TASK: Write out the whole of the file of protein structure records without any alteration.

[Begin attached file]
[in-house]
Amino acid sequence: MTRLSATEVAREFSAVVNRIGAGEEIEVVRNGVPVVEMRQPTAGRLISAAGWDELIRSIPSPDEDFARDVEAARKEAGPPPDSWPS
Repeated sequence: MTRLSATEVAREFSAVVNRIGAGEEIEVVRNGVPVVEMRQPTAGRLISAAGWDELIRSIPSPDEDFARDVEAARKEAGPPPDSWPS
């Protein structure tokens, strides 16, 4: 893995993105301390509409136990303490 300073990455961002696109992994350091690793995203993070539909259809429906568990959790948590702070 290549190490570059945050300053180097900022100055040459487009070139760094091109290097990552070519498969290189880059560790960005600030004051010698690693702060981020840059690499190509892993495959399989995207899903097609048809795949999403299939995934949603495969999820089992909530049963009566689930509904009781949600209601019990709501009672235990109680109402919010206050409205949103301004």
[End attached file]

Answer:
[in-house]
Amino acid sequence: MTRLSATEVAREFSAVVNRIGAGEEIEVVRNGVPVVEMRQPTAGRLISAAGWDELIRSIPSPDEDFARDVEAARKEAGPPPDSWPS
Repeated sequence: MTRLSATEVAREFSAVVNRIGAGEEIEVVRNGVPVVEMRQPTAGRLISAAGWDELIRSIPSPDEDFARDVEAARKEAGPPPDSWPS
């Protein structure tokens, strides 16, 4: 893995993105301390509409136990303490 300073990455961002696109992994350091690793995203993070539909259809429906568990959790948590702070 290549190490570059945050300053180097900022100055040459487009070139760094091109290097990552070519498969290189880059560790960005600030004051010698690693702060981020840059690499190509892993495959399989995207899903097609048809795949999403299939995934949603495969999820089992909530049963009566689930509904009781949600209601019990709501009672235990109680109402919010206050409205949103301004």